The Could-You-Just-ifier ~ “Could you just…?”

NO! Plate is full.

I can see pieces of myself in each of these descriptives. Maybe the circumstances are different, but the behaviors and grasp for control are familiar. And when I recognize my own version of crazy in someone else’s, I know I am heading in the right direction.

My name is Mary, and I’m a recovering judgmental cow.

The Voice in My Head…and the Mask on the Screen

January 24, 2021

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For the past three months or so, I’ve been writing this article to launch Behind the Doors of the Teacher’s Room, a personal goal I’ve had for quite a few years. I have been doing all of this writing in my head, mind you, stepping in time to that familiar dance of avoiding anything in the vicinity of my personal laptop. To date, nothing has been committed to paper.

The noise between my ears these last ten months has been deafening at times; COVID teaching, COVID mothering, COVID politics, COVID fatigue; a cacophony of COVID echoing around, bouncing off my cerebral walls, creating a good deal of uninvited chaos.

And amidst all this uncertainty, the angel on my right shoulder and the devil on my left haven’t stopped arguing long enough for me to make any real sense of it all, much less write about it. Each voice makes a strong argument, perched righteously on either side of the swirling chatter, sitting in judgement over the state of education, the state of my classroom, the state of the Union and the state of my own mind.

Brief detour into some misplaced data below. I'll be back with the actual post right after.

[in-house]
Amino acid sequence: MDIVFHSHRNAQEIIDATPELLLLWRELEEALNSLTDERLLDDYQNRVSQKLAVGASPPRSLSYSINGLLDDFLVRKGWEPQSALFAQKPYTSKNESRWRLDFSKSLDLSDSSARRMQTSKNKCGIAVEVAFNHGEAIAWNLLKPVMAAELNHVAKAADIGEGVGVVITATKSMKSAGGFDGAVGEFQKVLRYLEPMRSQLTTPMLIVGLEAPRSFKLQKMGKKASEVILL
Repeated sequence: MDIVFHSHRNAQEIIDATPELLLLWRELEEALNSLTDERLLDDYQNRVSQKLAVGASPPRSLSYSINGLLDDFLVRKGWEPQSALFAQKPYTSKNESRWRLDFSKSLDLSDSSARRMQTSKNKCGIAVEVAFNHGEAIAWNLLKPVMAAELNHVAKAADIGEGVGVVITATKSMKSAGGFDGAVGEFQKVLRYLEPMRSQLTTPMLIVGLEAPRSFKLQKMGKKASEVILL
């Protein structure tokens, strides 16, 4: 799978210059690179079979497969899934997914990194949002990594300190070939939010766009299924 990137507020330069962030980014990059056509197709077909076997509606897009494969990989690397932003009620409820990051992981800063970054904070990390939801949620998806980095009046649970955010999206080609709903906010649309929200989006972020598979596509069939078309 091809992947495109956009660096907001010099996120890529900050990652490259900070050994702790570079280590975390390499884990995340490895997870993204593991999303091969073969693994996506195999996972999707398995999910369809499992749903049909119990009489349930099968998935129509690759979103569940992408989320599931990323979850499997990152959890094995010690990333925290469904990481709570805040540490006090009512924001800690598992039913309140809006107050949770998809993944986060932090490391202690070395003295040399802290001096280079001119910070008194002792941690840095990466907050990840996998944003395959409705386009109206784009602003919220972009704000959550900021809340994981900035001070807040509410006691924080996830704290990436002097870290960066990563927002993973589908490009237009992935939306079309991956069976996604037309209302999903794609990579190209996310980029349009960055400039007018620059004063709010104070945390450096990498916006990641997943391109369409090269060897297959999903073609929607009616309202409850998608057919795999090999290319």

Something’s gotta’ give.

The angel and the devil on my shoulders need to stop interrupting each other. Their bickering is interfering with my ability to stay focused on what is truly important. Yet here I am, sitting in the middle of their incessant clamor to be right…to control the situation…to point fingers.

Perhaps giving each voice an opportunity to speak without interruption will help, to look at the halo and the horns and explore each of these opposing forces, in an effort to organize the mess with some sense of diplomacy. And since I am the only Speaker of this House, I get to preside over both formal and informal sessions of this internal cranial congress. Whether the angel or the devil has been granted the floor is entirely up to me.

I am well aware that the voice of reason and kindness is the one in white, the one with the halo, the one I use to define myself as a good person. And the one with the horns? Well, she’s in there too…and her voice needs to be heard. Somewhere in between is the real me. Congress is bicameral, right?